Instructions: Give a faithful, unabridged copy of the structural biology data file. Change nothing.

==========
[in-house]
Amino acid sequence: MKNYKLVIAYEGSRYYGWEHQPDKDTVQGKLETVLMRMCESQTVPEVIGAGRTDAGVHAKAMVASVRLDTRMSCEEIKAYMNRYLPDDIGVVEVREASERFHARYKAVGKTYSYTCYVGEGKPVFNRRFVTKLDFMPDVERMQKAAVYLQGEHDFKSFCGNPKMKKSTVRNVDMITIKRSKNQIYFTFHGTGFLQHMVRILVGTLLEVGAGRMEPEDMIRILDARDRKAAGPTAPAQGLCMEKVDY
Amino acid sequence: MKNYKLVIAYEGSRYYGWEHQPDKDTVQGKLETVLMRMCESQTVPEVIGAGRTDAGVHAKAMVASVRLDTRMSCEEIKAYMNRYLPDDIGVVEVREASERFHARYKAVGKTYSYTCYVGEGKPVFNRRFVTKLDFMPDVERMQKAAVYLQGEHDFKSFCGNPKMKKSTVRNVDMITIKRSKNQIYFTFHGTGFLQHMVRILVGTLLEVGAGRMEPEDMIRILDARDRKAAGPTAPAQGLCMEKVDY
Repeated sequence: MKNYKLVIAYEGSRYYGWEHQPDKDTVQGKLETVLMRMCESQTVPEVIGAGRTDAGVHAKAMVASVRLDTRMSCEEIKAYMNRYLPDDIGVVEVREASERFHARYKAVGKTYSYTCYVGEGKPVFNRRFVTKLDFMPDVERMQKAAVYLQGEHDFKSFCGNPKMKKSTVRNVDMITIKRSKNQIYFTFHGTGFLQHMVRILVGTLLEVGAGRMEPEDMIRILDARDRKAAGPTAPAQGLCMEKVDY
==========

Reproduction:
[in-house]
Amino acid sequence: MKNYKLVIAYEGSRYYGWEHQPDKDTVQGKLETVLMRMCESQTVPEVIGAGRTDAGVHAKAMVASVRLDTRMSCEEIKAYMNRYLPDDIGVVEVREASERFHARYKAVGKTYSYTCYVGEGKPVFNRRFVTKLDFMPDVERMQKAAVYLQGEHDFKSFCGNPKMKKSTVRNVDMITIKRSKNQIYFTFHGTGFLQHMVRILVGTLLEVGAGRMEPEDMIRILDARDRKAAGPTAPAQGLCMEKVDY
Amino acid sequence: MKNYKLVIAYEGSRYYGWEHQPDKDTVQGKLETVLMRMCESQTVPEVIGAGRTDAGVHAKAMVASVRLDTRMSCEEIKAYMNRYLPDDIGVVEVREASERFHARYKAVGKTYSYTCYVGEGKPVFNRRFVTKLDFMPDVERMQKAAVYLQGEHDFKSFCGNPKMKKSTVRNVDMITIKRSKNQIYFTFHGTGFLQHMVRILVGTLLEVGAGRMEPEDMIRILDARDRKAAGPTAPAQGLCMEKVDY
Repeated sequence: MKNYKLVIAYEGSRYYGWEHQPDKDTVQGKLETVLMRMCESQTVPEVIGAGRTDAGVHAKAMVASVRLDTRMSCEEIKAYMNRYLPDDIGVVEVREASERFHARYKAVGKTYSYTCYVGEGKPVFNRRFVTKLDFMPDVERMQKAAVYLQGEHDFKSFCGNPKMKKSTVRNVDMITIKRSKNQIYFTFHGTGFLQHMVRILVGTLLEVGAGRMEPEDMIRILDARDRKAAGPTAPAQGLCMEKVDY